For some people, the onset of colder weather and longer evenings means no more time in the garden. For some, that is a good thing - leave it there, and come back to it in March to deal with the mess. For others, it's a shame - because they haven't twigged that the year-round garden is a possibility. Of course, it takes some extra work, and you need to wrap up warm, but your garden in winter can be spectacular.
We've seen before that it's possible to plant the right things and have a garden that's in bloom all year. But what about the rest of the things you do with your garden? One of the things that makes an outside space welcoming is some signs of life out there. And flowers or plants, although they are alive, don't exactly do much. You can't very well enjoy them through the window for four or five months.
So even if a garden is in bloom all year, that doesn't mean you've got a year-round garden. How can you make it a place where you'll happily spend time in winter, without freezing to death in fifteen minutes? Fortunately, it's more than possible.
Step 1: Install A Fire Pit
The name conjures up images of a supervillain in a Hollywood movie, but the reality is, fortunately, a lot more benign. Let's think about fire pits this way: construction sites don't close down for the winter, do they? And manual work, though it makes you sweat, doesn't keep you warm. So workers on their down time stand around a brazier to warm up.
A fire pit in your garden has the same benefits. You can do some weeding, repaint a fence and keep the garden in tip-top condition. When time comes to take a break, a cup of coffee standing by the fire pit can be like heaven.
Step 2: Pick The Right Furniture
An abandoned garden bench in winter has a certain sadness to it. You can't help thinking of pleasant summer days spent sitting there. And sitting there is what a lot of garden furniture does when the mercury drops below ten degrees. All-weather furniture, from Bridgman.co.uk or other vendors, allows you to still spend time out there. Position it close enough - but not too close - to the fire pit and you've got a lovely winter garden experience.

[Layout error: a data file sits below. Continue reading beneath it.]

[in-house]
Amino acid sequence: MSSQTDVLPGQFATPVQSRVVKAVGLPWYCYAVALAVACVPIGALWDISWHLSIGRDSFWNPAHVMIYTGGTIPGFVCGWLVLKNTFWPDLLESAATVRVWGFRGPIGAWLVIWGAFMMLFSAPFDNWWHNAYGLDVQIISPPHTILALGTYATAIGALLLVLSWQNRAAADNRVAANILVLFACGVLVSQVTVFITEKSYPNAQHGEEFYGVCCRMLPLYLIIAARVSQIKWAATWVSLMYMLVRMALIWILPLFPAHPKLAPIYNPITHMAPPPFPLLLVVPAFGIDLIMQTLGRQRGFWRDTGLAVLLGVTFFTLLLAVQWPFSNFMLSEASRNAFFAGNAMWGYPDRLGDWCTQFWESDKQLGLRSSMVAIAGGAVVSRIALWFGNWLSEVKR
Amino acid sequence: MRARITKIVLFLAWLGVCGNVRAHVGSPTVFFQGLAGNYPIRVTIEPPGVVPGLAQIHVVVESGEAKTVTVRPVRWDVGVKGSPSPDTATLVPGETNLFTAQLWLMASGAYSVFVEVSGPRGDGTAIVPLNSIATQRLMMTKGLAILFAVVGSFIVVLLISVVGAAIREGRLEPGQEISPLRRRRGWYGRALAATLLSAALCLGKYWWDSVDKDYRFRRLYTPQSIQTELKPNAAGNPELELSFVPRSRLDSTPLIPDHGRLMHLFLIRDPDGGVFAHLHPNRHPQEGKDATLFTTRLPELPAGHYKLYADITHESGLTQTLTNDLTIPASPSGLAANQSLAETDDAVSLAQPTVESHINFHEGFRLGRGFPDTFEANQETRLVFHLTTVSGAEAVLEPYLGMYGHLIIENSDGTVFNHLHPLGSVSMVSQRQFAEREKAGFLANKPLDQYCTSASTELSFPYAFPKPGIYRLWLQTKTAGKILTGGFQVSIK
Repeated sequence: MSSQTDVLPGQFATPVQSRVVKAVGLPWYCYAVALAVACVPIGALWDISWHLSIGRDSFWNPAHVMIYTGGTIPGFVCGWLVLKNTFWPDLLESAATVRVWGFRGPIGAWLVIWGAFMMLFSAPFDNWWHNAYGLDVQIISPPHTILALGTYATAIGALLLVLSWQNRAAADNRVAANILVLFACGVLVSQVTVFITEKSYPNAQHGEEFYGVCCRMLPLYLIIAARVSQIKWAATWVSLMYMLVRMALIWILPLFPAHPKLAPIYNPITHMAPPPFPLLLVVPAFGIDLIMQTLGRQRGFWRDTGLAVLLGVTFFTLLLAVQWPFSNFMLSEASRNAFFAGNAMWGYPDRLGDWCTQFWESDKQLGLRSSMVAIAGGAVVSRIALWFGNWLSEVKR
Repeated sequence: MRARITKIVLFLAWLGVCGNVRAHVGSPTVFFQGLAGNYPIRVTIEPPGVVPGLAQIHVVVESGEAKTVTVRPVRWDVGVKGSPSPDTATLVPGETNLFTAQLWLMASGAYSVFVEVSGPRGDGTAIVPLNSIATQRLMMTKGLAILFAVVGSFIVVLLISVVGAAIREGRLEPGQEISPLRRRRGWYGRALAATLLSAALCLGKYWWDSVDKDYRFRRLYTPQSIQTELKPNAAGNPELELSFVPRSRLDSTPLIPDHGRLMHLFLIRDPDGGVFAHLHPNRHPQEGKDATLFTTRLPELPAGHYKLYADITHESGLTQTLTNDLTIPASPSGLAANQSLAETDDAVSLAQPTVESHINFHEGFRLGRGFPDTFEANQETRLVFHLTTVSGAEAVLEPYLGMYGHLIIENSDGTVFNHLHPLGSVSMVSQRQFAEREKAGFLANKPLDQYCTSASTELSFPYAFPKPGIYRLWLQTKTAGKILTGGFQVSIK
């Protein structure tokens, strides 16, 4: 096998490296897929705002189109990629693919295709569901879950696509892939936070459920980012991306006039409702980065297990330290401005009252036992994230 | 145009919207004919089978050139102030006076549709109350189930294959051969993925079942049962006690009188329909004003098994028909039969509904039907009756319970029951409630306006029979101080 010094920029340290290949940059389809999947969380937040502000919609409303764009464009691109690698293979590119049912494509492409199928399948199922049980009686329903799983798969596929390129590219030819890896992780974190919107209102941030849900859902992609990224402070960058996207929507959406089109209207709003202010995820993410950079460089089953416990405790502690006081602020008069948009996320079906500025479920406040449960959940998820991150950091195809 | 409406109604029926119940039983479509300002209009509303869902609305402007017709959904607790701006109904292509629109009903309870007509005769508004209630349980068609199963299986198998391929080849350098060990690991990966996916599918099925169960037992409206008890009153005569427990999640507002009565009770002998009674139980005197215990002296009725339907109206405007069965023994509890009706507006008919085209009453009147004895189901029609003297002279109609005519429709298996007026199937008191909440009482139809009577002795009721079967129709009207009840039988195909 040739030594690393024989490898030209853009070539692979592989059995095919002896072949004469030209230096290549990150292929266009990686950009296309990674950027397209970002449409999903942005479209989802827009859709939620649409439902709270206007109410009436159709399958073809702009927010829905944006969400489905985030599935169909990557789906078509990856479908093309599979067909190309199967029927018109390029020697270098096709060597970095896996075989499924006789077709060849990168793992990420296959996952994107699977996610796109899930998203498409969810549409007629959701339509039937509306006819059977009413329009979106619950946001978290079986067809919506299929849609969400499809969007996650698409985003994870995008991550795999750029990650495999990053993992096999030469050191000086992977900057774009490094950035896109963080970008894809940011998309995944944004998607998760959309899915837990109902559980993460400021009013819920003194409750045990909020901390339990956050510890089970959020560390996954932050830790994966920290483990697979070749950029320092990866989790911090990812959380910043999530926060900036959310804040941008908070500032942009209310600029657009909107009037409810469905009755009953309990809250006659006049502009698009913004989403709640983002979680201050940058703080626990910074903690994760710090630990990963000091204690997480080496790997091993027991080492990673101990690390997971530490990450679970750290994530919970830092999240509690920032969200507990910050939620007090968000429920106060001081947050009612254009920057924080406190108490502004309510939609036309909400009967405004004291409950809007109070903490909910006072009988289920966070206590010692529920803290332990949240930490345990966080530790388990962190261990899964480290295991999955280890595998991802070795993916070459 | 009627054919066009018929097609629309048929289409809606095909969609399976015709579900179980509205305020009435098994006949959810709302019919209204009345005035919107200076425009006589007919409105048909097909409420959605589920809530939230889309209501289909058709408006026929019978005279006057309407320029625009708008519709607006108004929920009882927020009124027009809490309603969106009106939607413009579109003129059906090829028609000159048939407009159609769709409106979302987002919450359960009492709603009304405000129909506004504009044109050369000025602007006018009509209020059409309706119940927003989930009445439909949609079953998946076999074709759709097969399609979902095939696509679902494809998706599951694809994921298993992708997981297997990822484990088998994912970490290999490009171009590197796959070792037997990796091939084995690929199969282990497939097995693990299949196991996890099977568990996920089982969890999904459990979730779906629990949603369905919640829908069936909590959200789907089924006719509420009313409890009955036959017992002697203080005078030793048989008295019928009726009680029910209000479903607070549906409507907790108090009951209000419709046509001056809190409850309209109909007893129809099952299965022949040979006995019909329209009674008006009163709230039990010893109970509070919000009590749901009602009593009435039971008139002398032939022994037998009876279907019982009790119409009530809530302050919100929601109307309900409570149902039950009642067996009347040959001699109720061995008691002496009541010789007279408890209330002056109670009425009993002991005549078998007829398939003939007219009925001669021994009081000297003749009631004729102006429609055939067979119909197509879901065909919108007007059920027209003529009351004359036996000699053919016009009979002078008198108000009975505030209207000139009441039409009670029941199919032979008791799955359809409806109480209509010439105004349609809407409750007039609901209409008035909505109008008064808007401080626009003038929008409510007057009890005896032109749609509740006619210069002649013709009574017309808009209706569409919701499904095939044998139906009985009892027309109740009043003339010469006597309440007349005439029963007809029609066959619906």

Step 3: Make It Welcoming To Little Visitors
Many of us have a bird feeder in our garden to attract feathered friends, but with fewer breeds around in winter they often go ignored. Not all birds fly south when it starts to get chilly. Those that hang around will be hungry, so keep the feeder up and favour more fattening treats. Food in nature is going to be in shorter supply, so giving them a fattening treat like suet will keep them coming back.
Step 4: Winterise Your Pond
In the UK, winter temperatures can get below freezing - especially at night. A lot depends on the depth of the pond, but if you have fish in there, it is essential to stop it freezing entirely. You also need to remove any rotting vegetation, as these can release gases that are toxic to fish. If you have a pond filter, move it closer to the surface, as the bubbles caused will reduce the risk of freezing. And if you can't stop it freezing, it's time to move the fish to an indoor tank.